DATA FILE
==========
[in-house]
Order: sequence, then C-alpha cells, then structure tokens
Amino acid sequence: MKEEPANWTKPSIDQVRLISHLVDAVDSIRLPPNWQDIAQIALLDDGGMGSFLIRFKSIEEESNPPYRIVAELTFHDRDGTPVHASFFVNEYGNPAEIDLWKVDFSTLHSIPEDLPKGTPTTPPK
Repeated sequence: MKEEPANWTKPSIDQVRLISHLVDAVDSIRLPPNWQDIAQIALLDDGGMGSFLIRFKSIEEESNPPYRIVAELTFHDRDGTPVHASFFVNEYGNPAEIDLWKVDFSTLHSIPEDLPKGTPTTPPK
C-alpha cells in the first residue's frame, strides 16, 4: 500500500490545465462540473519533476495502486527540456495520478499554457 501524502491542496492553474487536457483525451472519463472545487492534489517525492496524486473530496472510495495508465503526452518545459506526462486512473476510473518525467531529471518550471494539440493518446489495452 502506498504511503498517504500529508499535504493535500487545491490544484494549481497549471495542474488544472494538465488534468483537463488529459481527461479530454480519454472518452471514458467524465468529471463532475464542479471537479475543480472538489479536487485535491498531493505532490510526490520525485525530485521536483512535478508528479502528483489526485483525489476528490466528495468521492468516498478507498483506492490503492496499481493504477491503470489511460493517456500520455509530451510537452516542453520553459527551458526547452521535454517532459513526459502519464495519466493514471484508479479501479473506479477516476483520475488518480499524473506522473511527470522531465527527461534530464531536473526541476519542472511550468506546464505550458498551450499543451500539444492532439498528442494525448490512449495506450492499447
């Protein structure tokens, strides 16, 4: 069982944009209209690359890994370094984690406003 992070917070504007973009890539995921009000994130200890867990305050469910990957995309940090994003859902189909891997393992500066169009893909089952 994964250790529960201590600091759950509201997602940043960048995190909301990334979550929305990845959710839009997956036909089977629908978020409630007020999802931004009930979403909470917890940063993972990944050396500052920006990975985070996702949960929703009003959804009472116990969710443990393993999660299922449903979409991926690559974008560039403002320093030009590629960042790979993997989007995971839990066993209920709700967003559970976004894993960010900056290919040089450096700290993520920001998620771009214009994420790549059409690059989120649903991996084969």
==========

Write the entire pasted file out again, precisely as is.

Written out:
[in-house]
Order: sequence, then C-alpha cells, then structure tokens
Amino acid sequence: MKEEPANWTKPSIDQVRLISHLVDAVDSIRLPPNWQDIAQIALLDDGGMGSFLIRFKSIEEESNPPYRIVAELTFHDRDGTPVHASFFVNEYGNPAEIDLWKVDFSTLHSIPEDLPKGTPTTPPK
Repeated sequence: MKEEPANWTKPSIDQVRLISHLVDAVDSIRLPPNWQDIAQIALLDDGGMGSFLIRFKSIEEESNPPYRIVAELTFHDRDGTPVHASFFVNEYGNPAEIDLWKVDFSTLHSIPEDLPKGTPTTPPK
C-alpha cells in the first residue's frame, strides 16, 4: 500500500490545465462540473519533476495502486527540456495520478499554457 501524502491542496492553474487536457483525451472519463472545487492534489517525492496524486473530496472510495495508465503526452518545459506526462486512473476510473518525467531529471518550471494539440493518446489495452 502506498504511503498517504500529508499535504493535500487545491490544484494549481497549471495542474488544472494538465488534468483537463488529459481527461479530454480519454472518452471514458467524465468529471463532475464542479471537479475543480472538489479536487485535491498531493505532490510526490520525485525530485521536483512535478508528479502528483489526485483525489476528490466528495468521492468516498478507498483506492490503492496499481493504477491503470489511460493517456500520455509530451510537452516542453520553459527551458526547452521535454517532459513526459502519464495519466493514471484508479479501479473506479477516476483520475488518480499524473506522473511527470522531465527527461534530464531536473526541476519542472511550468506546464505550458498551450499543451500539444492532439498528442494525448490512449495506450492499447
């Protein structure tokens, strides 16, 4: 069982944009209209690359890994370094984690406003 992070917070504007973009890539995921009000994130200890867990305050469910990957995309940090994003859902189909891997393992500066169009893909089952 994964250790529960201590600091759950509201997602940043960048995190909301990334979550929305990845959710839009997956036909089977629908978020409630007020999802931004009930979403909470917890940063993972990944050396500052920006990975985070996702949960929703009003959804009472116990969710443990393993999660299922449903979409991926690559974008560039403002320093030009590629960042790979993997989007995971839990066993209920709700967003559970976004894993960010900056290919040089450096700290993520920001998620771009214009994420790549059409690059989120649903991996084969």